KV: I think it’s a big win, naturally. The inclusion of our signature typefaces is a huge push towards remedying our long-standing frustration that so much of our brand, as represented by our proprietary fonts, can only be approximated in a web browser by Georgia and Arial.

So Small Batch’s Typekit is a terrific evolutionary step; it’s still early in our usage of this method but we’re optimistic about it. We also owe a debt of gratitude to Jeff Veen at Small Batch for working so avidly with us to make this happen; the reason Skimmer looks as good as it does is in large part because Jeff and I had an early conversation in which he pledged to help us pilot test this. The collaboration with his team at Small Batch was profoundly productive.

All that said, this is a battle won, but the larger war is still going on: using our own typefaces is great, but what we really want is real typography – kerning, widow- and orphan-management, etc. That’s still a way off. But we’re getting there.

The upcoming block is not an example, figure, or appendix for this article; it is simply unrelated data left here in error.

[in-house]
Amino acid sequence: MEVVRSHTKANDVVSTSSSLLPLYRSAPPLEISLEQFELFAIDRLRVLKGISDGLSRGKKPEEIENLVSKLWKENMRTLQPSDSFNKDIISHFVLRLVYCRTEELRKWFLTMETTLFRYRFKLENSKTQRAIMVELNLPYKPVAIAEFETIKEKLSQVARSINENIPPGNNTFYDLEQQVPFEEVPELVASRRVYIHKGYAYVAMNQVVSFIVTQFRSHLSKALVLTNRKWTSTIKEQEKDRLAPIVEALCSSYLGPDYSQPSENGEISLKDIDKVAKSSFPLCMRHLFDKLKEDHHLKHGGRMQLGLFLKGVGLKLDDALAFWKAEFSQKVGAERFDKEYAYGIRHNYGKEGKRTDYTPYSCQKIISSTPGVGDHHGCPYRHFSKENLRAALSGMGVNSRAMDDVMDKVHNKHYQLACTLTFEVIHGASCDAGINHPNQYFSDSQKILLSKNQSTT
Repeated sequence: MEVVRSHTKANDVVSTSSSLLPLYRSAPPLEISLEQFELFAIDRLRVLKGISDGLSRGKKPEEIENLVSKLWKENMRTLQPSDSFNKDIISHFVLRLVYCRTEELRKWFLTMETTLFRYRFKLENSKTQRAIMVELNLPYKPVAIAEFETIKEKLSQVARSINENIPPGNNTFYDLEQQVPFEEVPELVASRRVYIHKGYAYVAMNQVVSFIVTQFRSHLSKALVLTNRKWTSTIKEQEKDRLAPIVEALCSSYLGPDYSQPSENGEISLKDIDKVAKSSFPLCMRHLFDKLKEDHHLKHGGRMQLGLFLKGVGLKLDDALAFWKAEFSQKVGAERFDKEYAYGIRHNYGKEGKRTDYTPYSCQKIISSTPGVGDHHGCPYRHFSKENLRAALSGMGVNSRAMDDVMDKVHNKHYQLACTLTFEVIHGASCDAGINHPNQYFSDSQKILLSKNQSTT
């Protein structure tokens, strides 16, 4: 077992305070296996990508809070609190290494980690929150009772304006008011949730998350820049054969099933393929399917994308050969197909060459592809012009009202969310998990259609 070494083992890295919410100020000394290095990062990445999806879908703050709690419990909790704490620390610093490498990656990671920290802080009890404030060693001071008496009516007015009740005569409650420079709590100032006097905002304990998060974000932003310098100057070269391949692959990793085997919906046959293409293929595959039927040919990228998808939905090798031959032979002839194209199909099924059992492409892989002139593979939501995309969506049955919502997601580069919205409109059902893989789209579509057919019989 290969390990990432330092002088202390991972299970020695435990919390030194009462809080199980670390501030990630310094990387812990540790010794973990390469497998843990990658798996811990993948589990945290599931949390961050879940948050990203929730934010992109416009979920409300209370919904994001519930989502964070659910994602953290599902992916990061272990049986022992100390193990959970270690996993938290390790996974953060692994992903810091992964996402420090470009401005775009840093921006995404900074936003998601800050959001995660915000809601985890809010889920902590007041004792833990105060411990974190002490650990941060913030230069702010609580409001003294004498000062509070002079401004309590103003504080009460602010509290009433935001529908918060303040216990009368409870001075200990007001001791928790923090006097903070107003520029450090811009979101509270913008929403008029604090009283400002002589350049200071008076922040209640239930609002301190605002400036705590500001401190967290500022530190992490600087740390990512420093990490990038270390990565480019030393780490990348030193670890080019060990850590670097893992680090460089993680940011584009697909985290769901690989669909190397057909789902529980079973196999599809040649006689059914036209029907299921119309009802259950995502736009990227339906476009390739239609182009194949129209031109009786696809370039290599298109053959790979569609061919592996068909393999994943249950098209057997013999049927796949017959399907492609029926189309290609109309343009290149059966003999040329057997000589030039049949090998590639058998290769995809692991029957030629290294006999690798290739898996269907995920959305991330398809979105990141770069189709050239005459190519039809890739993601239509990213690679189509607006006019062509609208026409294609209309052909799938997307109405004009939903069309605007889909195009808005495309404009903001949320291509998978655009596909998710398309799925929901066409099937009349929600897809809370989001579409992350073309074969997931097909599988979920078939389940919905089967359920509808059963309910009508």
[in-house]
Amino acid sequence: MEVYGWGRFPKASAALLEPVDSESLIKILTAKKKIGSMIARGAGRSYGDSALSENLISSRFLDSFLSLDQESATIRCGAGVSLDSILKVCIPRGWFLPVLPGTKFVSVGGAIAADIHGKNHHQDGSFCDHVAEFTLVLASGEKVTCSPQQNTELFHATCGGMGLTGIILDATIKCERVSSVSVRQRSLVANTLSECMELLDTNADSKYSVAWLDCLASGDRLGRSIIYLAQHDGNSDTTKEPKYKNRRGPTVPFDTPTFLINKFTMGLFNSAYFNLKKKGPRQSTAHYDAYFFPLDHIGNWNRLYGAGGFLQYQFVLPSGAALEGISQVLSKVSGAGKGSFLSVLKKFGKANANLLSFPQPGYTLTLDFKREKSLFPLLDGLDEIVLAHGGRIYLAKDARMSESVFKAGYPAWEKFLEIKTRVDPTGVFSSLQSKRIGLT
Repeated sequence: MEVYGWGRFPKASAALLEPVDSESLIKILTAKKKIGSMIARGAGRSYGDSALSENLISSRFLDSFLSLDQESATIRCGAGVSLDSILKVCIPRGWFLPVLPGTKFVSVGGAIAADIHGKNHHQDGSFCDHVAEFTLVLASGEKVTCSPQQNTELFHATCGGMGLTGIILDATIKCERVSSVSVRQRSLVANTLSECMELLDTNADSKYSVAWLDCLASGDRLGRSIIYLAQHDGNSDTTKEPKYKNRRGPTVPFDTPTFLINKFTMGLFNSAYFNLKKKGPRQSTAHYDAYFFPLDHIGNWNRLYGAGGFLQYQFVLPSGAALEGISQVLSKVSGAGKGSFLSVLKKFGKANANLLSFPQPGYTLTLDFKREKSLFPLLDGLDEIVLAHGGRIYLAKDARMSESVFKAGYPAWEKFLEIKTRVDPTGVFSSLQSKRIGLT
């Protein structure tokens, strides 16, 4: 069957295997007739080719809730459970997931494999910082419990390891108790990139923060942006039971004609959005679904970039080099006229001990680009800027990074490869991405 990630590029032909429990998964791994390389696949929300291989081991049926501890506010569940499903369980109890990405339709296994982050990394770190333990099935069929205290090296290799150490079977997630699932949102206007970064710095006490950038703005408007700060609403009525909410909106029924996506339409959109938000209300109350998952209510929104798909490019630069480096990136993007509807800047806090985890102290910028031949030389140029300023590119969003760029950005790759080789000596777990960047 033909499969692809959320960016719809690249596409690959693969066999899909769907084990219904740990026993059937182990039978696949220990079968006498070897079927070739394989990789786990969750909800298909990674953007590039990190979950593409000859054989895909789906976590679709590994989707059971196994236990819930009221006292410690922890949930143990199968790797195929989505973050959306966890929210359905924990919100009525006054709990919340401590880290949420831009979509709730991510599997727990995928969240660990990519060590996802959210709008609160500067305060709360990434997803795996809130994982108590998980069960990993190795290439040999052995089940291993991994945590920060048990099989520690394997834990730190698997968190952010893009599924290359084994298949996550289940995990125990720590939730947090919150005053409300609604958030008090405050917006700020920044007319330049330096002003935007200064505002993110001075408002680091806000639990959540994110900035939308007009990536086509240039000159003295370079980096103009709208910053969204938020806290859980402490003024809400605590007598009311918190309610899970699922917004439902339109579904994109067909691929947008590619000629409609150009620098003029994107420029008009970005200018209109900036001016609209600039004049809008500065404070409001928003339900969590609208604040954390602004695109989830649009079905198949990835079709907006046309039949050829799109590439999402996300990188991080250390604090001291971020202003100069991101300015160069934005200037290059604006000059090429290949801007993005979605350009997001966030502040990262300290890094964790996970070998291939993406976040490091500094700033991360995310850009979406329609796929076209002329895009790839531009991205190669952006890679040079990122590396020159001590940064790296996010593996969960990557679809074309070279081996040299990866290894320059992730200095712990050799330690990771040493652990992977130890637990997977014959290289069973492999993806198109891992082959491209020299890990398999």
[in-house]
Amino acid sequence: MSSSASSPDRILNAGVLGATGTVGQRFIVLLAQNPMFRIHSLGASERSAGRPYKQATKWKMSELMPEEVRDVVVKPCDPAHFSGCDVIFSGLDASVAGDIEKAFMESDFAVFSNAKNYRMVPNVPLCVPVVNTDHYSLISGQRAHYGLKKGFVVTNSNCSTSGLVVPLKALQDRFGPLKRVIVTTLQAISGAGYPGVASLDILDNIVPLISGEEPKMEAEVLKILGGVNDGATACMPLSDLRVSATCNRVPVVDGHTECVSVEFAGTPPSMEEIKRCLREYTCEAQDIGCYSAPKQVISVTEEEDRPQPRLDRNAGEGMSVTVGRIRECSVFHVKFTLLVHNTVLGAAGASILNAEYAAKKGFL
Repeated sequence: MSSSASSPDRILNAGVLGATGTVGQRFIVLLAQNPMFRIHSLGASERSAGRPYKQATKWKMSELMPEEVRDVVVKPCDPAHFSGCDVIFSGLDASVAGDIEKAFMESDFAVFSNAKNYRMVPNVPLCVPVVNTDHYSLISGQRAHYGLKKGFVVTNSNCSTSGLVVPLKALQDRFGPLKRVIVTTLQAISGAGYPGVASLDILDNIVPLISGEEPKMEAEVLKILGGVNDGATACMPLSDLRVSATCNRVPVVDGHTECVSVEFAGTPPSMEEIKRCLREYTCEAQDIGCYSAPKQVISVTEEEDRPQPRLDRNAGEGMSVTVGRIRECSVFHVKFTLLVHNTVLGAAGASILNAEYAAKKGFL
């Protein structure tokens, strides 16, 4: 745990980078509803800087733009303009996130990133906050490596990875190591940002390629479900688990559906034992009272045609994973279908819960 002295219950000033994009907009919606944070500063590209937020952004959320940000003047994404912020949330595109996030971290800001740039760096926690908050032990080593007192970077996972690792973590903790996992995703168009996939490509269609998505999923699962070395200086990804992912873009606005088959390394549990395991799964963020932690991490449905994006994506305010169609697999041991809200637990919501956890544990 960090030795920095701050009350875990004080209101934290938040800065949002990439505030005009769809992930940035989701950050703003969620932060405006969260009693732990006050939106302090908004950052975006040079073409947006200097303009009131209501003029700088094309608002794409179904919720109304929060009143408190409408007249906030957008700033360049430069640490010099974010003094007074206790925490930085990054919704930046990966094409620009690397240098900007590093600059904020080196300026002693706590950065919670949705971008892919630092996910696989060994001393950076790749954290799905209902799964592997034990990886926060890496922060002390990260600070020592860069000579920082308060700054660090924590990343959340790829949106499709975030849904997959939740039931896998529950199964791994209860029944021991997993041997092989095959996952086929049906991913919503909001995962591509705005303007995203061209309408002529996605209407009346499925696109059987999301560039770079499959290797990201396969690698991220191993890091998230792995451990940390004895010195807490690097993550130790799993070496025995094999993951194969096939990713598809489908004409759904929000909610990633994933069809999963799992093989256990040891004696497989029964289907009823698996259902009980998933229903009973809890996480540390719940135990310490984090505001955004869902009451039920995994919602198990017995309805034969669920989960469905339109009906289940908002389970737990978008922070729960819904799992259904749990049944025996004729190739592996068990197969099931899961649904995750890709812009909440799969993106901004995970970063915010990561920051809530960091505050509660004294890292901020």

Could you explain the use of themes for customisation and what each one offers eg Swiss, Flow, Lines. In particular, what was the thinking behind Fridge and how does it work?

AB: Themes were something I added to explore some reader comments from the first prototype. I didn’t have any aim beyond discovery and experimentation. At best, I hoped others would jump in and bring some interesting ideas to the table. So we have ‘Lines’, which is the traditional view of content you see just about everywhere. I hate it. ‘Swiss’ is the same as the default style, but with Helvetica. I like Helvetica.